nns is the counter of non null states. That means, if we have at least one corner pre calculated in our square, make a rough assumption about the heights of the other corners. DEM is digital elevation model, your run off the mill heightmap. And ur() is an uniform random value between -1.0f and 1.0f. s is the current stepping of the MDI iteration and the square represents the subarea where we're working on.

Now, that "for each corner of square in DEM: the altitude average of all non-NULL cordinates" is kinda weird. I *think* it means that I have to average all the height values of the known corners. (ie, (corner1+corner2)/2 ) but I'm not sure.

Then, the next part I just don't have any idea what it means. "For each corner (1,m) of square" ? Where the "m" comes from? Why the constant 1? I guessed that it means that for each corner that has a null state, calculate it with the average of the non-null corners like it says in "a + s * ur()". Then set the state of that coordinate as DONE. But its just a guess based on what I'd expect it to do, I honestly have no idea what that "corner (1,m)" means.

# [font='comic sans ms']Artifacts in my soup![/font]

I half expected it to burst into flames, but alas it kinda worked. Not only it wasn't awfully slow like my last attempt (70ms against like whole seconds for a 513^2 map), but it worked better, still ugly, but better:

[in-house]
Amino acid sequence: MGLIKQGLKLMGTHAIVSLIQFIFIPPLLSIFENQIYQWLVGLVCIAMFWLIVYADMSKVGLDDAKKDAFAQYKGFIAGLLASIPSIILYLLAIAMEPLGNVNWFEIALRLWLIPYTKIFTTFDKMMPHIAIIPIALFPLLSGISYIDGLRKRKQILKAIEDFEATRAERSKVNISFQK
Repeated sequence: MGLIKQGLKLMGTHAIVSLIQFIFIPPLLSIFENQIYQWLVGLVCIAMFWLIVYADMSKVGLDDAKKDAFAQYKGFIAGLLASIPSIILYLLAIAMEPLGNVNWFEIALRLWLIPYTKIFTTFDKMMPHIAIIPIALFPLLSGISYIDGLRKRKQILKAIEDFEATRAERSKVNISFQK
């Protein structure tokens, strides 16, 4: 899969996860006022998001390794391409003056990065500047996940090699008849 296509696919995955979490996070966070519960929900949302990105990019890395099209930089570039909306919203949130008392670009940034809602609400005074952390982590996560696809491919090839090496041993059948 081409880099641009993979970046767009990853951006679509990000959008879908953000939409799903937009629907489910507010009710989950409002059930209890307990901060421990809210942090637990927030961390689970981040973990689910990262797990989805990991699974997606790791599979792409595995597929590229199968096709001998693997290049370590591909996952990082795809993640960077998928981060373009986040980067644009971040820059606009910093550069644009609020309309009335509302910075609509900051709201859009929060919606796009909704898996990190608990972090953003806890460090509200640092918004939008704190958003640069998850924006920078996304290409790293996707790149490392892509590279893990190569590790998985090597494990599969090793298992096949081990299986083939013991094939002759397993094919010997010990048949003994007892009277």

You can see that the algorithm adapts way more to the ridge lines than before, misses a lot of terrain and has weird points around. I'm thinking I have issues with the sub-square sizes. This result is actually after arbitrarily creating each subsquare with square.width = stepping + 1. This is what happens if I leave it as square.width = stepping (like the paper suggests), albeit with a different base ridge network:

And this is what happens when I leave it as square.width = stepping - 1

I know the artifacts on the first image since I had them while implementing a regular MD algorithm, I was sizing my subsquares with a width off by 1. That's why the white points are spaced by long black lines. Now for the second image I have no idea what is going on. Probably missing all the corners or most of them, so barely any new point gets generated.

# [font='comic sans ms']And the moral of the story is...[/font]

I'll try to find out what's happening with the squares. I'm pretty sure its some width/height/range issue. Maybe I'll attach some code next time (though I hope to have it complete and "readable" someday). Until then, have a good night!